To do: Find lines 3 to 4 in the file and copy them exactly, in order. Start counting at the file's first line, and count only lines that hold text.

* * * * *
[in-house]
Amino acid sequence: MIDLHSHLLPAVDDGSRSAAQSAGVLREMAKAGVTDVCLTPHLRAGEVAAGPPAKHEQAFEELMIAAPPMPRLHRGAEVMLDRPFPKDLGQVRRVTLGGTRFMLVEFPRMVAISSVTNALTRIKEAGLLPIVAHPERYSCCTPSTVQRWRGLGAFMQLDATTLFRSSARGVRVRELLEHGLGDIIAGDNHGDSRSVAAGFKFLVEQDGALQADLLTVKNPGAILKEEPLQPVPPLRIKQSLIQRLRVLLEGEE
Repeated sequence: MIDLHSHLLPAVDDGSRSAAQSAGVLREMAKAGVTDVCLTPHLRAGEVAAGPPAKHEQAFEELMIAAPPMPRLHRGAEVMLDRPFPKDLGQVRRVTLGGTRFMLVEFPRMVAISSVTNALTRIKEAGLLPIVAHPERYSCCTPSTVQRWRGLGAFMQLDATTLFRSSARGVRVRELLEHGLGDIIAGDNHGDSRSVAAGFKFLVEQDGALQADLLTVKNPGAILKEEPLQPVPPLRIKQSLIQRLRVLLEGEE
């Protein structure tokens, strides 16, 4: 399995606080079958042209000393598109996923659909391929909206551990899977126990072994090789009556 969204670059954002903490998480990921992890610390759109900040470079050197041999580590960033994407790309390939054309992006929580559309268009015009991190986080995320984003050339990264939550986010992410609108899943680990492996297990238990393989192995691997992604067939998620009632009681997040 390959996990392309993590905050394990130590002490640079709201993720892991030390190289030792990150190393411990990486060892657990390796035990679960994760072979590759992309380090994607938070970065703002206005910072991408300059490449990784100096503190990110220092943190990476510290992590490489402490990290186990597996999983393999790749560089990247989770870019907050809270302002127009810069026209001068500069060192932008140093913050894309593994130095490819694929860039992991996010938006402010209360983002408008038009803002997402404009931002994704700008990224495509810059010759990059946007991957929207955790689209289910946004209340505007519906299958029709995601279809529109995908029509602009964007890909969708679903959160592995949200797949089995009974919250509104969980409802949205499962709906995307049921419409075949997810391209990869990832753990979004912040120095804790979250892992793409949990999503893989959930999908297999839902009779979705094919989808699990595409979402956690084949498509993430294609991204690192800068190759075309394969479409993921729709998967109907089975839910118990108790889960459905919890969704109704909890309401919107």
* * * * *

Repeated sequence: MIDLHSHLLPAVDDGSRSAAQSAGVLREMAKAGVTDVCLTPHLRAGEVAAGPPAKHEQAFEELMIAAPPMPRLHRGAEVMLDRPFPKDLGQVRRVTLGGTRFMLVEFPRMVAISSVTNALTRIKEAGLLPIVAHPERYSCCTPSTVQRWRGLGAFMQLDATTLFRSSARGVRVRELLEHGLGDIIAGDNHGDSRSVAAGFKFLVEQDGALQADLLTVKNPGAILKEEPLQPVPPLRIKQSLIQRLRVLLEGEE
């Protein structure tokens, strides 16, 4: 399995606080079958042209000393598109996923659909391929909206551990899977126990072994090789009556 969204670059954002903490998480990921992890610390759109900040470079050197041999580590960033994407790309390939054309992006929580559309268009015009991190986080995320984003050339990264939550986010992410609108899943680990492996297990238990393989192995691997992604067939998620009632009681997040 390959996990392309993590905050394990130590002490640079709201993720892991030390190289030792990150190393411990990486060892657990390796035990679960994760072979590759992309380090994607938070970065703002206005910072991408300059490449990784100096503190990110220092943190990476510290992590490489402490990290186990597996999983393999790749560089990247989770870019907050809270302002127009810069026209001068500069060192932008140093913050894309593994130095490819694929860039992991996010938006402010209360983002408008038009803002997402404009931002994704700008990224495509810059010759990059946007991957929207955790689209289910946004209340505007519906299958029709995601279809529109995908029509602009964007890909969708679903959160592995949200797949089995009974919250509104969980409802949205499962709906995307049921419409075949997810391209990869990832753990979004912040120095804790979250892992793409949990999503893989959930999908297999839902009779979705094919989808699990595409979402956690084949498509993430294609991204690192800068190759075309394969479409993921729709998967109907089975839910118990108790889960459905919890969704109704909890309401919107």